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Investigators have released the names of the law enforcement officials involved in the pursuit that ended with a diabetic man dying in a head-on crash with a semi truck.
Deputies Jennifer Wrotenbery and Mike Northway were in separate patrol cars when they saw Daniel J. Marinovich, 50, (pictured) driving southbound on Highway 395 at Half Moon Road after receiving reports of an erratic driver in a red Ford Taurus.
A driver who crashed into a log truck and died while being chased by sheriff’s deputies was a Post Falls man with severe diabetes, friends say.
Authorities identified Daniel James Marinovich, 50, late Tuesday after an autopsy, which concluded he died from injuries sustained in the crash.
Investigators are trying to determine if a medical condition may have been a factor, said sheriff’s Lt. Steve Barbieri. But a former coworker of Marinovich’s believes the only logical explanation for his erratic driving is that he suffered a diabetic episode while traveling from his job in Deer Park.
“I guess I’d have a hard time seeing him as a hardened criminal,” said Vicki Shafer. “I can sure see him going down the road, being out of it and not even realizing.”
A driver being pursued by Spokane County sheriff’s deputies crashed head-on into a semi-truck and died Monday after driving for about a mile with a flat tire caused by law enforcement spike strips.
Several motorists reported a red Ford Taurus driving erratically near Deer Park about noon.
Deputies spotted the car driving southbound on U.S. Highway 395, but the driver refused to stop.
The Washington State Patrol laid out spike strips near Hatch Road, which flattened the car’s right front tire, according to the Spokane Police Department, which is investigating the incident with WSP and the Spokane County Sheriff’s Office.
But the car didn’t stop, and about a mile south of the spike strips, it crossed into oncoming traffic and crashed into a northbound semi-truck hauling logs, police said.
The driver of the Taurus, who has not been publicly identified, was pronounced dead at the scene. The truck driver, whose identity also was withheld, was not injured but his truck sustained substantial damage.
The two deputies involved in the pursuit, whose names have not been released, brief investigators on the crash Monday afternoon at WSP headquarters on North Division Street, sheriff’s Sgt. Dave Reagan confirmed.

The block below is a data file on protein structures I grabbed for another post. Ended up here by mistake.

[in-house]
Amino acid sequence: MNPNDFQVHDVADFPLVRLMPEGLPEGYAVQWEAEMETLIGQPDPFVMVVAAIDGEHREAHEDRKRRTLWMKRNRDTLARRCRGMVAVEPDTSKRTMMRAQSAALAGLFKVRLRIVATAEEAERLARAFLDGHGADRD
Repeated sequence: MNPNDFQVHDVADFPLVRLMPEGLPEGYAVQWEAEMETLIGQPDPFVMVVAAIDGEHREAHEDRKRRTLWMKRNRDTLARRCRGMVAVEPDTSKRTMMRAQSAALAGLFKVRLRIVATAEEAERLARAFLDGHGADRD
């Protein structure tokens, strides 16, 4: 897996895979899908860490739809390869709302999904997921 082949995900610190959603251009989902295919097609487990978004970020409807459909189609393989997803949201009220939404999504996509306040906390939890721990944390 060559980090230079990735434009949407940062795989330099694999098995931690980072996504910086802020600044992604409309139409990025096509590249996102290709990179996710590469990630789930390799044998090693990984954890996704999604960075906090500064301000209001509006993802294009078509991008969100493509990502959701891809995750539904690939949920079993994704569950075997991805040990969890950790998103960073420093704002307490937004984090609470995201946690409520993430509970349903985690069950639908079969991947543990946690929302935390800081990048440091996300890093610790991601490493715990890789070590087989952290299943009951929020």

A convicted felon is accused of brandishing a gun during a road rage incident on U.S. Highway 395 that led to the discovery of heroin.
Brian L. Sellers, 34, is in jail on felony assault, gun and drug charges after the alleged victims called police about 3:45 p.m. May 3 and said a man in a Toyota was pointing a silver handgun at them while following too close on the highway near Wild Rose Road. Sellers appeared in court Wednesday after police recommended further charges.
The caller said the Toyota was following them at 90 mph and was just inches from their rear bumper. Two children ages 1 and 2 were in the back of the caller's vehicle, police said.
A Washington State Patrol trooper and a Spokane County sheriff's deputy stopped Sellers' car and arrest him and a passenger, Michael George Swan, 41.
Sellers told police about the gun, which they found sitting on the passenger-side floorboard with a loaded magazine next to it.
Sellers is on Department of Corrections probation and has several felony convictions, including first-degree theft and forgery, which prohibit him from possessing weapons.
The victim said she saw the Toyota driving erratically and trying to pass her before the driver exited and tried to stop her. She drove away, but Sellers followed and motioned with his gun for her to pull over, according to court documents.
Police found a baggie of methamphetamine in Seller's 2002 Toyota Tundra.
A search with a K-9, Jet, revealed a digital scale with 84.6 grams of black tar heroin.